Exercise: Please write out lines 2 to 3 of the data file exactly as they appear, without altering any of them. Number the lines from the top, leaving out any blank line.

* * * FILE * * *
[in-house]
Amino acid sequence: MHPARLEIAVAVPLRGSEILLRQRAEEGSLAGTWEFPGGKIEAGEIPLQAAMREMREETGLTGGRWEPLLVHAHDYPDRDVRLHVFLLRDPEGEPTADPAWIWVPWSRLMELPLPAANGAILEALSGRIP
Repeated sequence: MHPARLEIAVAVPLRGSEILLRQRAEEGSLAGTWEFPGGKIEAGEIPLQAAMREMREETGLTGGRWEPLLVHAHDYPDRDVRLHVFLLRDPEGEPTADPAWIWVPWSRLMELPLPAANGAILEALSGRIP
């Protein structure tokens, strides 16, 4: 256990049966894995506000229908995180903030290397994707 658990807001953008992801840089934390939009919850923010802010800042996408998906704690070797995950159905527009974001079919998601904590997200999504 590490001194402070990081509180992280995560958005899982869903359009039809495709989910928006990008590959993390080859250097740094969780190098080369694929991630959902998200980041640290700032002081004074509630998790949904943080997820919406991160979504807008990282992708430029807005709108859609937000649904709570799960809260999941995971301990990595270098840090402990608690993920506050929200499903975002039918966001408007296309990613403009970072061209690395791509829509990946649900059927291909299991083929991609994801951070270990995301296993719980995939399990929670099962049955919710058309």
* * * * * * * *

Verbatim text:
Amino acid sequence: MHPARLEIAVAVPLRGSEILLRQRAEEGSLAGTWEFPGGKIEAGEIPLQAAMREMREETGLTGGRWEPLLVHAHDYPDRDVRLHVFLLRDPEGEPTADPAWIWVPWSRLMELPLPAANGAILEALSGRIP
Repeated sequence: MHPARLEIAVAVPLRGSEILLRQRAEEGSLAGTWEFPGGKIEAGEIPLQAAMREMREETGLTGGRWEPLLVHAHDYPDRDVRLHVFLLRDPEGEPTADPAWIWVPWSRLMELPLPAANGAILEALSGRIP